Recently, I went to Rainbow Springs State Park in Dunnellon. The pipeline goes dangerously close to Rainbow River and Springs, with only a field and a row of trees separating it from the tubing and camping entrances on 180th Road in Dunnellon. Rainbow Springs is a First Magnitude Spring rated fourth in Florida for volume, producing 462 million gallons daily to form the 5.6 mile river. The springs are made up of four major vents and numerous smaller vents and spring boils. It is a beautiful park with natural landscaping and lots of wildlife. The State Park is also a National Landmark. (http://www.floridasprings.org/protecting/featured/rainbowsprings/)
These images were taken on the walk to the left of the main spring, which was filled with people swimming since it was such a warm day. It greatly worries me that this dangerous pipeline to be filled with fracked methane gas will pass through such a pristine area with conduits to the aquifer and an important source of water for our state. The image above shows sand boils. The whole bottom of this run was bubbling and fish were swimming nearby.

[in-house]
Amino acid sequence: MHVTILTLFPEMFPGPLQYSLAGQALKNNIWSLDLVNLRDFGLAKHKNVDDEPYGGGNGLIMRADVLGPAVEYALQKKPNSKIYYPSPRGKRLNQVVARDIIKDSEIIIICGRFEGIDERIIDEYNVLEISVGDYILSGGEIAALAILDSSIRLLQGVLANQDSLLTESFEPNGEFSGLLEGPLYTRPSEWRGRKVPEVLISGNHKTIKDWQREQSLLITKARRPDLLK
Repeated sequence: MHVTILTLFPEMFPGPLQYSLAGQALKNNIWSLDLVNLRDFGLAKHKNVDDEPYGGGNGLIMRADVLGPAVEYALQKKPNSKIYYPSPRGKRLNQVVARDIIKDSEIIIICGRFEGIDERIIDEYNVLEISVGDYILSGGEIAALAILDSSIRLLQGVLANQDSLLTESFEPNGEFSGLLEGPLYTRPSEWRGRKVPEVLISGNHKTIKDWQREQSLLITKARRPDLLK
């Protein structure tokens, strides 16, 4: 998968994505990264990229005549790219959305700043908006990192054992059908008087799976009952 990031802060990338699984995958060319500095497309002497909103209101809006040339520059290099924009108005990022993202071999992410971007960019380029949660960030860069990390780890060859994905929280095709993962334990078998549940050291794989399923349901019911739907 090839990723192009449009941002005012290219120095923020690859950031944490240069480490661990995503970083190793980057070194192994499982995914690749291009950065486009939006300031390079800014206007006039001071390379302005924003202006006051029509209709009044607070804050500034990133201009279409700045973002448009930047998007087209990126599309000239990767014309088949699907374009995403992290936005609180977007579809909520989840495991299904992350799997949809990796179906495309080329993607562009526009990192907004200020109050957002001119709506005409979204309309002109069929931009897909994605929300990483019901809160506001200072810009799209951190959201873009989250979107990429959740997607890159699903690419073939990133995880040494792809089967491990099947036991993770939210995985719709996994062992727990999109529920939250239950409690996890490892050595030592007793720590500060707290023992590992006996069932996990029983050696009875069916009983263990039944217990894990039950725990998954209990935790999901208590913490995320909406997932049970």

There is both natural vegetation and invasive vegetation in the river and springs due to nitrogen loads of almost 100 times what is natural, according to the Florida Springs Institute. The springs are already in trouble from horse ranching operations and residential runoff, as well as popular usage. Instead of exposing the springs to further threats of methane gas spills, it would be beneficial to all the creatures and ecosystems that co-exist here if we cleaned up the waterways instead.